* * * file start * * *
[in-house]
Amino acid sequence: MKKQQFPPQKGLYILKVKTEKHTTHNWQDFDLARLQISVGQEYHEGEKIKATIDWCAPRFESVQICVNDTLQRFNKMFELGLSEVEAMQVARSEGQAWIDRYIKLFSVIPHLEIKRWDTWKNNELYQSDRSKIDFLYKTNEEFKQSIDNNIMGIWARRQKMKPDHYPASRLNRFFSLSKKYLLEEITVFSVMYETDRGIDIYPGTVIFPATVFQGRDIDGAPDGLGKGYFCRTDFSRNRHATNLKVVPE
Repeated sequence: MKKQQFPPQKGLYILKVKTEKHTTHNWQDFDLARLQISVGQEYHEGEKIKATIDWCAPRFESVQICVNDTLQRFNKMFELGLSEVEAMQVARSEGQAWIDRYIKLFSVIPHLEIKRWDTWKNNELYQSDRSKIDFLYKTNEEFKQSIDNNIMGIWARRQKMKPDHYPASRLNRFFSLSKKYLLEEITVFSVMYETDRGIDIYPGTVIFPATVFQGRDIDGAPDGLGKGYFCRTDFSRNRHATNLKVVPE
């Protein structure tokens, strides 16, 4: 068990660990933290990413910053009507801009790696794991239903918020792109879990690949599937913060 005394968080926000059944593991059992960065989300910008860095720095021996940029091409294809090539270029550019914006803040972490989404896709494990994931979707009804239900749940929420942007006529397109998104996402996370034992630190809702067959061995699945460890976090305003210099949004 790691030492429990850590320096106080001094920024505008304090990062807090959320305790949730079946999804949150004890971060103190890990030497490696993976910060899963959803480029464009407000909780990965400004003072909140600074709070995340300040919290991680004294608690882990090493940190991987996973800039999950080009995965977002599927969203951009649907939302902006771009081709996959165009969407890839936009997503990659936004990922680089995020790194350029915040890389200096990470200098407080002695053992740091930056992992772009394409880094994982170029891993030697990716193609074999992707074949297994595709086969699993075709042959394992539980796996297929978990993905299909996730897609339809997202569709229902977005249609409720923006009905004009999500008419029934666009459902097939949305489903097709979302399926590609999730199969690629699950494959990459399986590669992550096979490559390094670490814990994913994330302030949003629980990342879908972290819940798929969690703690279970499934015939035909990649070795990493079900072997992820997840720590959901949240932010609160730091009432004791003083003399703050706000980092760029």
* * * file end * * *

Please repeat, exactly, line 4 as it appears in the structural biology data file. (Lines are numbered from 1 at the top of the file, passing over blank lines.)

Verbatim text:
């Protein structure tokens, strides 16, 4: 068990660990933290990413910053009507801009790696794991239903918020792109879990690949599937913060 005394968080926000059944593991059992960065989300910008860095720095021996940029091409294809090539270029550019914006803040972490989404896709494990994931979707009804239900749940929420942007006529397109998104996402996370034992630190809702067959061995699945460890976090305003210099949004 790691030492429990850590320096106080001094920024505008304090990062807090959320305790949730079946999804949150004890971060103190890990030497490696993976910060899963959803480029464009407000909780990965400004003072909140600074709070995340300040919290991680004294608690882990090493940190991987996973800039999950080009995965977002599927969203951009649907939302902006771009081709996959165009969407890839936009997503990659936004990922680089995020790194350029915040890389200096990470200098407080002695053992740091930056992992772009394409880094994982170029891993030697990716193609074999992707074949297994595709086969699993075709042959394992539980796996297929978990993905299909996730897609339809997202569709229902977005249609409720923006009905004009999500008419029934666009459902097939949305489903097709979302399926590609999730199969690629699950494959990459399986590669992550096979490559390094670490814990994913994330302030949003629980990342879908972290819940798929969690703690279970499934015939035909990649070795990493079900072997992820997840720590959901949240932010609160730091009432004791003083003399703050706000980092760029």